As explained above, in order to move from EB3 to EB2 it is necessary to start over with an entirely new labor certification. This often is filed through a new employer, when an individual has moved to a different job.

It potentially could be filed through the same employer that filed the EB3 labor certification. This could be appropriate if one obtained a promotion or otherwise moved into an EB2 job. If filing through the same employer, the employee ideally should have completed the minimum years of work experience for the EB2 position before starting work with the current employer. This is because there are legal issues and potential restrictions when relying on the experience gained with the same employer to qualify for the new job. These issues should be analyzed and discussed with an attorney experienced and knowledgeable immigration law.

Transfer of Earlier Priority Date to New Case Filing

The greatest benefit to utilizing the strategy of re-filing comes in the potential to retain the priority date from the EB3 case. This option exists if the EB3 I-140 petition has been approved. If so, then it is possible to request retention of this priority date in the later-filed EB2 case. This means that it potentially is possible to transfer the earlier EB3 priority date to the later-filed EB2 case with a new or the same employer. In many cases, this means that the individual could have a current or closer-to-current priority date, thus saving many years of waiting to become eligible for permanent residence.

There are some issues with respect to retention of the priority date if the I-140 has been revoked. Generally, however, it is the policy of the USCIS to allow the retention and transfer of the earlier priority date if the I-140 petition has not been revoked by the USCIS for fraud or misrepresentation.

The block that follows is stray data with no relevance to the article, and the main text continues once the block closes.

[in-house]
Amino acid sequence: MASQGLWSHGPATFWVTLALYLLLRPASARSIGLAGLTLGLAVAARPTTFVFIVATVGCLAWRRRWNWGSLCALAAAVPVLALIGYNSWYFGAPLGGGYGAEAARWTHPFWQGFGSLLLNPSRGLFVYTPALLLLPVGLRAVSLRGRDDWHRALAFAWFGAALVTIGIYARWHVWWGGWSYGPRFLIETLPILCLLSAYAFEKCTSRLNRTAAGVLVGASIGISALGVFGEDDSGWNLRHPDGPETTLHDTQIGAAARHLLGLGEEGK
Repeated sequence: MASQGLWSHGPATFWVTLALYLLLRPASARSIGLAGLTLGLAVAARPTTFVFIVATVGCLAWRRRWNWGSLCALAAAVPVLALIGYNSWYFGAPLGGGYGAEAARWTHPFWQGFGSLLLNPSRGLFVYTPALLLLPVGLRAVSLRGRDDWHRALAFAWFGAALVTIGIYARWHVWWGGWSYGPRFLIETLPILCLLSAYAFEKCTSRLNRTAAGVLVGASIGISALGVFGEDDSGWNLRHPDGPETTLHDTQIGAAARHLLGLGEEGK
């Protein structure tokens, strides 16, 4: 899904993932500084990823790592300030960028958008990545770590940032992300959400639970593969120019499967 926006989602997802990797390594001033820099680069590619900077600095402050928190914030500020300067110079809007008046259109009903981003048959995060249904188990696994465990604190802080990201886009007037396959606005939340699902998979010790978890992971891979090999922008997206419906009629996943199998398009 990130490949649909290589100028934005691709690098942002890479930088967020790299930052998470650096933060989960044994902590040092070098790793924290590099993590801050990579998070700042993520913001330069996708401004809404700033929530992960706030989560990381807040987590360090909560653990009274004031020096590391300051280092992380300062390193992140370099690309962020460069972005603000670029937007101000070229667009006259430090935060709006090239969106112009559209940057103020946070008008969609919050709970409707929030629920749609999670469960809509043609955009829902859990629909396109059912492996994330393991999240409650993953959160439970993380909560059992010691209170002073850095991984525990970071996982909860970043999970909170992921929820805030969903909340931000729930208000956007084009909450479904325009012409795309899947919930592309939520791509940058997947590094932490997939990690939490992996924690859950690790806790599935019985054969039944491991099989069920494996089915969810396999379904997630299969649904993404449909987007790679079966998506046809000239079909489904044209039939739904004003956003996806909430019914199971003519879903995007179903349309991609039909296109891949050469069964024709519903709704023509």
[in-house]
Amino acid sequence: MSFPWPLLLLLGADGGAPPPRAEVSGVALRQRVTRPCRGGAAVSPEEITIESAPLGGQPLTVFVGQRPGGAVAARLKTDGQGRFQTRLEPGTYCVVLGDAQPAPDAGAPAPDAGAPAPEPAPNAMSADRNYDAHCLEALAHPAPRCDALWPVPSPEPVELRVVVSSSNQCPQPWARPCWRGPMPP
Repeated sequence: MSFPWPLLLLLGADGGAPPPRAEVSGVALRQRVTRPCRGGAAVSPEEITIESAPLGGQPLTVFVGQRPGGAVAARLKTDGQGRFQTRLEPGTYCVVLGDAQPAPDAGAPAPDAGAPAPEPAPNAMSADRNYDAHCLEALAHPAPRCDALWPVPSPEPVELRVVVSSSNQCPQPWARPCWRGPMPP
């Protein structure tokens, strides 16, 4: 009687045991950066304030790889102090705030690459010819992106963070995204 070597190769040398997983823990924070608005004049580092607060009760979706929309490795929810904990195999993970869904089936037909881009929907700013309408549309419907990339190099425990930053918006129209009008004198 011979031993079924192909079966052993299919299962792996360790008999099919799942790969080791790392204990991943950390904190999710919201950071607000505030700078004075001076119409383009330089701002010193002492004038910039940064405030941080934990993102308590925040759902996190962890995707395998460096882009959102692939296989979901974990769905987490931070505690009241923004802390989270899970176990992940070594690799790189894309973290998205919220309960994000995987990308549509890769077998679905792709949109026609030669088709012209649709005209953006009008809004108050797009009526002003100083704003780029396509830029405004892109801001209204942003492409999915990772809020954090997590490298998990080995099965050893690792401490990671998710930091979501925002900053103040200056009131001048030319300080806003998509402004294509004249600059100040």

Is Earlier EB3 Filing Made Vulnerable by Filing New EB2?

Most people inquiring about this option are concerned about any potential risks to their current EB3 cases. There are some procedural options with respect to the final step in the re-filed cases. However, it is possible to process the new case without risk of disruption to the EB3 case. This assumes that all information provided in the course of the prior filing was accurate.

A new labor certification filing, even if not approved, would not disrupt a prior approval. The same holds true for an I-140 filing. Conversely, approvals of the labor certification and I-140 do not disrupt or displace existing approvals. It is possible to have multiple approvals of labor certifications and I-140s for the same individual. Even when the request to retain the earlier priority date from the EB3 case is granted, the prior EB3 case remains undisturbed. There is nothing transferred or taken away from the EB3 case in the process of requesting that the EB2 case be assigned the same priority date.

At the final stage, there are options as to how to complete the case. The pros and cons should be discussed with a qualified immigration attorney. It is possible to proceed with the cases essentially in parallel, allowing for two cases and two potential avenues for eventual approval of permanent residence. The best way to proceed depends upon one's situation and, ideally, should be analyzed to consider the risks and options. What is helpful to most people, however, is that they do not have to risk their current EB3 cases to try to move to EB2.

Originally posted on Murthy.com